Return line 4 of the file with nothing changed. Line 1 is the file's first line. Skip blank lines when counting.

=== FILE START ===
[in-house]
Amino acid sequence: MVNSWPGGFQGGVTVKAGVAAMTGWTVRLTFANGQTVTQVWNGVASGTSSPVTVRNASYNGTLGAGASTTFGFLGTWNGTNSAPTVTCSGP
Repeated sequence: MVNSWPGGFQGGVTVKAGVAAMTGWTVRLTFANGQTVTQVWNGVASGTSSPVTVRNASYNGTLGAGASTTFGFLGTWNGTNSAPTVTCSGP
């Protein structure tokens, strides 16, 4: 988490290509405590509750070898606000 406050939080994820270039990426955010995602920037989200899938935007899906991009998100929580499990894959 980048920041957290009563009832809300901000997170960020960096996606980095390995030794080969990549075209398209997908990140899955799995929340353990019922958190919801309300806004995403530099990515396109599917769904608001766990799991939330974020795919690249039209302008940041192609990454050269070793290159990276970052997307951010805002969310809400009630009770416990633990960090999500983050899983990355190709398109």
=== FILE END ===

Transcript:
């Protein structure tokens, strides 16, 4: 988490290509405590509750070898606000 406050939080994820270039990426955010995602920037989200899938935007899906991009998100929580499990894959 980048920041957290009563009832809300901000997170960020960096996606980095390995030794080969990549075209398209997908990140899955799995929340353990019922958190919801309300806004995403530099990515396109599917769904608001766990799991939330974020795919690249039209302008940041192609990454050269070793290159990276970052997307951010805002969310809400009630009770416990633990960090999500983050899983990355190709398109």